Love the large, hate the small. The American Way.
Thomas Sung was just like any other immigrant who navigated over the United States: He just wanted a fresh, bright start in the land of opportunity and promise, when that actually meant something. And well, he did just that. By the time he was 40, he opened Abacus, a small family-run bank, that helped out those who were in the same position as he was, within the Chinatown community. After many years of working and serving, all of a sudden, the bank is hit with an indictment on cases of fraud money-laundering, both of which seemed to have happened under shay circumstances. But the Sung family fights it and goes to trial and, as a result, find their names and reputations tarnished in the media. But why? One step closer to what’s going on and it turns out that despite these top-level banks causing the financial crisis of 2008, that we’re all still paying for, somehow, it was this small, family-run bank that had to face the music when the time came around for some jail time.
Well, yes, it is. That’s because director Steve James has an eye for these kinds of stories and isn’t afraid to go the extra mile and distance to find out what’s really at the root of the source. Granted, Abacus is a relatively safe and conventional movie, considering the ambitions of grandeur James showed with Stevie and the Interrupters, but it’s still well worth the watch because of the story behind it and well, what this says about us, as a society, and of the U.S., a country.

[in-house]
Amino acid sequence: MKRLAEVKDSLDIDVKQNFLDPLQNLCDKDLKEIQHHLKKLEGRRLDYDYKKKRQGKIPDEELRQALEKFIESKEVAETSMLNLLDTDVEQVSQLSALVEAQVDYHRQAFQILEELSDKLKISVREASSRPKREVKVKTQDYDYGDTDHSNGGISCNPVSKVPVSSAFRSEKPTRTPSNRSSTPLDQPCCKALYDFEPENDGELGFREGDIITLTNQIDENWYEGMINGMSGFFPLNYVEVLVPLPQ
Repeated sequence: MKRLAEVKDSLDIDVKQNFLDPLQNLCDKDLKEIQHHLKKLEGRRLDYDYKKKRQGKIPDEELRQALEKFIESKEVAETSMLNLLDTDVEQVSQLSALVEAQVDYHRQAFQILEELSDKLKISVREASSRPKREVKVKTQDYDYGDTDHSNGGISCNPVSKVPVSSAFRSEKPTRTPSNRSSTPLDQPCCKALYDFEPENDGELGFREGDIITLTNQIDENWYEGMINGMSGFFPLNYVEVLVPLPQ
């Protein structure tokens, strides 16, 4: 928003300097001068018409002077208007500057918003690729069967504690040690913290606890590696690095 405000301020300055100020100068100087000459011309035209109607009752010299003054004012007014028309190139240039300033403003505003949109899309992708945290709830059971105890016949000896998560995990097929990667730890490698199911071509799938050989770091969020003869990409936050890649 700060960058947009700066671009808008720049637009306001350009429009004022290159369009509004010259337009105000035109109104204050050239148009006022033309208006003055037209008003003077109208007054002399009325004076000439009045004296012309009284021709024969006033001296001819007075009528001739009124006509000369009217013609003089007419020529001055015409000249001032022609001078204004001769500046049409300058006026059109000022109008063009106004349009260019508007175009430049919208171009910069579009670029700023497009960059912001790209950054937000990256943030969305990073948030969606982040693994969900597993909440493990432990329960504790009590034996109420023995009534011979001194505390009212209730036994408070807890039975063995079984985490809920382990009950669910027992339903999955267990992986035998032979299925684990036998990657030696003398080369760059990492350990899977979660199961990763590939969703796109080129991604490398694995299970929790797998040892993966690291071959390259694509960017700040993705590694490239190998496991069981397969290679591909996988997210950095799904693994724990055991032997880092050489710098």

Without saying too much, Abacus is probably a perfect movie to be released right about now. A film about how an immigrant came from, essentially, nothing, to make a life in America and live the dream, is what we need to hear more of. America, as we speak, is in a bit of a stand-still, where it’s apparent that immigrants who come to this country are becoming more and more ostracized and hated for, well, taking absolute advantage of what America has to offer.
Meaning, yes, hopes and boundless dreams.
That used to be something lovely and proud to stand by, but sadly, it’s all changed. You have to give credit for James shining a light on this story, at this point in time, and never forgetting that at the center of this supposed-scandal, is just one man, trying to do right by his family. That’s all and nothing else to it.
Of course, the story goes deeper and this is where Abacus really works. It goes to the top and deals with all sorts of conspiracies that, despite being dense, are still easy to follow. As I said, this isn’t James’ best, or even his most challenging, but the man knows a good story when he sees one and isn’t afraid to shine his camera’s light where it deserves to be shined.
If only there were more of them out there just like him. Especially in office.
Consensus: While not necessarily the game-changer we’re used to seeing from James by now, Abacus is still a compelling, interesting and heartfelt look at a small family, in a big country, doing whatever they can to survive. So yeah, it’s also relevant.
7.5 / 10
Photos Courtesy of: Abacus Movie